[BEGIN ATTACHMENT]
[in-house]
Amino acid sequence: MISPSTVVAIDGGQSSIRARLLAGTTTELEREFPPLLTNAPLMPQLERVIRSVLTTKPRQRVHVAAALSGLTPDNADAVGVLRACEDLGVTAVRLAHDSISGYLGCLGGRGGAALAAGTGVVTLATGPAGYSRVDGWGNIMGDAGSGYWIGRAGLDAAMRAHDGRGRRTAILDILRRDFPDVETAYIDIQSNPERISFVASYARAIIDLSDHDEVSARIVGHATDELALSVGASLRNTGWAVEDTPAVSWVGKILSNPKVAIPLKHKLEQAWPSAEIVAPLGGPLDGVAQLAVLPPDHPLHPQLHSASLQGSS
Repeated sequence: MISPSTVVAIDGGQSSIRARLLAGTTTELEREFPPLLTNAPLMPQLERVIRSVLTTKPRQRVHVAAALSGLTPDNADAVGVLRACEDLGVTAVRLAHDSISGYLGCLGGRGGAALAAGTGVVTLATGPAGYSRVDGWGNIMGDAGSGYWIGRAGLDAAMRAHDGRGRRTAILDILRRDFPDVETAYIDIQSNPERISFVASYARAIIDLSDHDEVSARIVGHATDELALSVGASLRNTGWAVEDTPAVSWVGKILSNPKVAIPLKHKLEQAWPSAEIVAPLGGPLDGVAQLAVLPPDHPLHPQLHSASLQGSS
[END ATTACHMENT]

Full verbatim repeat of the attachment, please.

[in-house]
Amino acid sequence: MISPSTVVAIDGGQSSIRARLLAGTTTELEREFPPLLTNAPLMPQLERVIRSVLTTKPRQRVHVAAALSGLTPDNADAVGVLRACEDLGVTAVRLAHDSISGYLGCLGGRGGAALAAGTGVVTLATGPAGYSRVDGWGNIMGDAGSGYWIGRAGLDAAMRAHDGRGRRTAILDILRRDFPDVETAYIDIQSNPERISFVASYARAIIDLSDHDEVSARIVGHATDELALSVGASLRNTGWAVEDTPAVSWVGKILSNPKVAIPLKHKLEQAWPSAEIVAPLGGPLDGVAQLAVLPPDHPLHPQLHSASLQGSS
Repeated sequence: MISPSTVVAIDGGQSSIRARLLAGTTTELEREFPPLLTNAPLMPQLERVIRSVLTTKPRQRVHVAAALSGLTPDNADAVGVLRACEDLGVTAVRLAHDSISGYLGCLGGRGGAALAAGTGVVTLATGPAGYSRVDGWGNIMGDAGSGYWIGRAGLDAAMRAHDGRGRRTAILDILRRDFPDVETAYIDIQSNPERISFVASYARAIIDLSDHDEVSARIVGHATDELALSVGASLRNTGWAVEDTPAVSWVGKILSNPKVAIPLKHKLEQAWPSAEIVAPLGGPLDGVAQLAVLPPDHPLHPQLHSASLQGSS